Bolt
Reviewed by Didi Cardoso
Review Date Platform Genre Rating Production
2009-05-06 Xbox 360 Action/Platform E10 (Everyone 10+) Disney Interactive / Avalanche Software

Licensed games usually don't live up to our expectations, but the "movie turned game" trend keeps on going, usually just another opportunity to generate extra revenue from a particular brand.

However, Bolt seems to be a little beyond your usual "movie turned game", even if it suffers from the three downfalls of the "genre".

Bolt is an action/platformer taking place in the same context as the movie, but as a separate story. Superdog Bolt and his person, Penny, star in a series of adventures where Penny's dad is being held hostage by Dr. Calico in order to build him a special weapon. Itís up to Bolt and Penny to rescue him and make things right. And this is about as much story as you get, with Dr. Calico escaping chapter after chapter.

You do get to play as both Bolt and Penny, on separate occasions. You use Penny to sneak in to the evil-doers' lair, using her Wheelbar to overcome platforms, and her Vision mode always tells you exactly where to go. Then hack a computer or two by playing a shooter mini-game that resembles Geometry Wars, and knock out a bad guy or two, only to find herself captured. At this point, you switch to Bolt, with his super combat moves, super bark and laser eye beams.

Bolt has light, heavy and super attacks, plus an added Super mode, which is like a special area attack that can clear a whole room. Defeating enemies with light and heavy attacks rewards you with energy that you can use to perform super attacks. There is also a combo counter that charges up your Super mode meter. The difficulty of the battles gradually increases, and you will find yourself battling waves after waves of enemies, which requires a bit of strategy: light and heavy attacks on easier foes, super attacks on the tougher ones, and Super mode for when things really get ugly.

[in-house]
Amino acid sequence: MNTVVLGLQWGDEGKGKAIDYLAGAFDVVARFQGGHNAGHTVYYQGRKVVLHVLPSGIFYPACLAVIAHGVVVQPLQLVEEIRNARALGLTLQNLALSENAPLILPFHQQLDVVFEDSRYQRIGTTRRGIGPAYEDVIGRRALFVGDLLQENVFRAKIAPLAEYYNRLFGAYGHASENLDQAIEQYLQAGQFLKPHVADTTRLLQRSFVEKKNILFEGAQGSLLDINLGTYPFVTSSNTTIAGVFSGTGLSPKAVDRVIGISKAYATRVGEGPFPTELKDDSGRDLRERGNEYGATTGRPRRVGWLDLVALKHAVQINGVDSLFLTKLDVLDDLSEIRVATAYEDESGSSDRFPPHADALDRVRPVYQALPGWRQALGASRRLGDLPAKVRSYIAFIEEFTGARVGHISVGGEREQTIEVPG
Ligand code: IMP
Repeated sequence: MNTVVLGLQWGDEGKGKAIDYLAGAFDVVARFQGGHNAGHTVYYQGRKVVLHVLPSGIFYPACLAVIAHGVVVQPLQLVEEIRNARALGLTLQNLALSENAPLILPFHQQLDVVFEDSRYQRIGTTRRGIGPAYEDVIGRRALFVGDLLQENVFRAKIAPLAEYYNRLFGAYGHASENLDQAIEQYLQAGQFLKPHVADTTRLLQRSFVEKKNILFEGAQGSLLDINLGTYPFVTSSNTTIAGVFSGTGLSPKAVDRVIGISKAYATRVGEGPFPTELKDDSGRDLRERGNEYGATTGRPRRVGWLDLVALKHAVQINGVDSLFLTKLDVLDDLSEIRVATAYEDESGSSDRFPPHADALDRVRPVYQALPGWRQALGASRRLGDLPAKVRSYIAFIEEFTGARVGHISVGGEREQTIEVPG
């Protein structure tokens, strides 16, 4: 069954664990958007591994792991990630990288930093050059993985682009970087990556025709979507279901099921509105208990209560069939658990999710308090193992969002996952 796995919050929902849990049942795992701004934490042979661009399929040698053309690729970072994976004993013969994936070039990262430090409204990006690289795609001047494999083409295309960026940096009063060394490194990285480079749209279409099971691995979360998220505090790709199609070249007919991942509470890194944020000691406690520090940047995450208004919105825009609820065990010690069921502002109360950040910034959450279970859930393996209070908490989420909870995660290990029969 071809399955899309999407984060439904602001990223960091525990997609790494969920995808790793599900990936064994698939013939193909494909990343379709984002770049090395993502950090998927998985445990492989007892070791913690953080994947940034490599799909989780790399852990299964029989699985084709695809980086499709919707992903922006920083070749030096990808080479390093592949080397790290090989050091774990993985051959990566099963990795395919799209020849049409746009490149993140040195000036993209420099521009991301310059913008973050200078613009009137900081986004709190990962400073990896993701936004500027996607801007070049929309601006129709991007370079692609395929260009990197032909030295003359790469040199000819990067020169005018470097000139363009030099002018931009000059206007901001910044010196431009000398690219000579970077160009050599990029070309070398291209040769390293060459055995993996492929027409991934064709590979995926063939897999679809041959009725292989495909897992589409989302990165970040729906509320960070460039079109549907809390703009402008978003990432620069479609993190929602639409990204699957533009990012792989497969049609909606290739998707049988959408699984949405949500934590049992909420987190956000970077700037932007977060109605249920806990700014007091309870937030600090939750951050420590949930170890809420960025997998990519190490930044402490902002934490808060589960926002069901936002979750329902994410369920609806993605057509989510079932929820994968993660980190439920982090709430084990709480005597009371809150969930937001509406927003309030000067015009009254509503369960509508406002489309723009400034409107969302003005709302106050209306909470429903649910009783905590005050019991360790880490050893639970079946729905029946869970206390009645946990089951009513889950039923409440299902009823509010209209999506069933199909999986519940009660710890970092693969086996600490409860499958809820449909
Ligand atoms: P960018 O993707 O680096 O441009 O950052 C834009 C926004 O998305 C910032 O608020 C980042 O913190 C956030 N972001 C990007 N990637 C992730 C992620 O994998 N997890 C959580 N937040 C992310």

The combat is fun, but really repetitive, so in a way, Penny's stealth gameplay sequences seem to be a well-deserved break from the action, but they eventually get repetitive themselves. And that is the first downfall of the game.

The second is the game's longevity, about 7 hours. And that is assuming you get past the repetitiveness and get that far. There is no replay value to be found, and the only rewarding extras are the achievements (which also give you gameplay tips when you unlock them) and a bunch of levels of the shooter mini-game.

On a technical approach, there really isn't much in terms of voice acting. Bolt as a superdog doesn't speak, and the most you get as a "dialogue" are Penny's comments such as "After him!" or "There he is! Get him, Bolt!" - but at least, it's good voice acting there. The music was ok, but not too noteworthy. The game truly shines in the graphical aspect though, the environments are great and there were no slowdowns to be found.

Overall, Bolt is not a bad game. It has some really good ideas, such as the interesting combat, and really great visuals. Unfortunately, it becomes pretty repetitive throughout, the adventure is fairly short and offers very little replay value. I mentioned three downfalls when I started this review, and so far I've explained two. The very last downfall is the game's $49 price tag, which is quite expensive but common for licensed games. Still, even with its common "movie to game" faults, Bolt is actually worth playing through.


Special thanks to Disney Interactive for providing a copy of this title.